On the Border of India and China, the Adi Face a Confluence of Issues

January 02, 2017

By Joor Baruah

It is never about resolving differences and working together. Never! It is always about India and China,” mourns an elder from Siskin village as he crosses a bridge close to the border of India and China. The Adi community collectively weaves these bamboo bridges every year across the pristine Siang River.

The Siang River originates in Tibet, elegantly flows through the Himalayas, enters the northeast Indian state of Arunachal Pradesh, and like a sacred thread connects the Tribes of the region, especially the Adi villages around the old town of Pasighat. The Adi lifeways are beautiful with shamanic chants of their mythologies of origin, animistic rituals around nature, and amicable resolution of disputes in their traditional courts.

The people here have always faced conflicts. In 1962, soon after the Tibetan Uprising of 1959 when India granted asylum to The Dalai Lama, the Chinese army invaded this area of Arunachal Pradesh (also known as the land of the dawn lit mountains), on the pretext of a disputed Himalayan border.  Beyond being subjected to territorial interest, these Indigenous people of the hills were struggling to build bridges with the people of the valley. “The Assamese in the valley used to call us Abhors, meaning uncontrolled savages. The British also continued calling us savages. We revolted; we wanted to be called Adi. In 1972 this area, the NorthEast Frontier Agency (NEFA) became a Union Territory of India and in 1987 a state. From then on we are Adi. Adi means hills. People of the hills,” explains Oshang Ering, a respected Adi elder, the first matriculate of the Tribe.

With the memories of 1962 Sino-Indian War still fresh, China continues to reassert its territorial claim. “We are a part of India. Though there is a strong history of neglect and alienation, Arunachal Pradesh and this Northeastern region is a part of India. Why will we part? If by chance China invades us again. I will be the first to run ahead and fight,” says the leader of the vegetable sellers in the women-driven Pasighat market. It is apparent that the Adi people want to be left alone. “We are generally cooperative people but during wars, we can be fierce warriors. However, we don’t fight unless it is decided in our Kebang (traditional court),” says Ering calmly. “Our Kebang is the perfect form of democracy. Perhaps, democracy was born here,” says Kalim Borang, cultural analyst and writer, with beaming pride. However, it is unfortunate that the Kebang is not seriously consulted for decisions regarding Adi land and now water.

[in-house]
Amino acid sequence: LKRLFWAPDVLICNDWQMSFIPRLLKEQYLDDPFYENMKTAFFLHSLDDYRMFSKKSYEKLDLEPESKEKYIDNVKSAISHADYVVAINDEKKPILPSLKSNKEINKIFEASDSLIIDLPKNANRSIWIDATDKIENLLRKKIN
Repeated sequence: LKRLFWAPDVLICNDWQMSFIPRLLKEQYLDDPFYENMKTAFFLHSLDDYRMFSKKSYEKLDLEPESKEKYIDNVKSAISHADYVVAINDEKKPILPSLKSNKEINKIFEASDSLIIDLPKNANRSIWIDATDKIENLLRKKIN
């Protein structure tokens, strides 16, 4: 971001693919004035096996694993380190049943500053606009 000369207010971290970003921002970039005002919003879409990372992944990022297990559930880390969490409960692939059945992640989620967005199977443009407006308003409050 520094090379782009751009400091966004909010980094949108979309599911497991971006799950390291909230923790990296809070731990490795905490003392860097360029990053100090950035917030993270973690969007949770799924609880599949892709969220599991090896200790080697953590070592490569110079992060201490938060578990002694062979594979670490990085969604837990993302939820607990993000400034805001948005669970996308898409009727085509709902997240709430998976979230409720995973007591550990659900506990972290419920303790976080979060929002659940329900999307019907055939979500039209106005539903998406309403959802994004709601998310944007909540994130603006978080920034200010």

On the Chinese side of the border, where the Siang River is called Tsangpo, multiple mega dams have been built. On the Indian side, there are plans to build even more. Flowing through the land of the Adi, the Siang meets the Lohit and Dibang Rivers downstream to form the mighty Brahmaputra River that touches the lives of millions of people as it flows through the Assam valley. The Siang is now a site for a Great Dam War. There seem to be no dialogue between India and China. “Well strategized run-of-the-river can help. But if the dams on Brahmaputra and its tributaries are not planned well, the flora and fauna of the entire region is it risk. There can be a Tsunami every night,” says environmentalist Pradip Bhuyan, whose activism and petition has resulted in the Green Tribunal ordering a detailed assessment of the dams. “These dams are dangerous. We have our usual catastrophic floods in June and July. During that time if China opens the dams, then even without missiles, the Assamese people will be destroyed,” says Roti Pegu, a boatman ferrying people across the Brahmaputra, between Assam and Arunachal.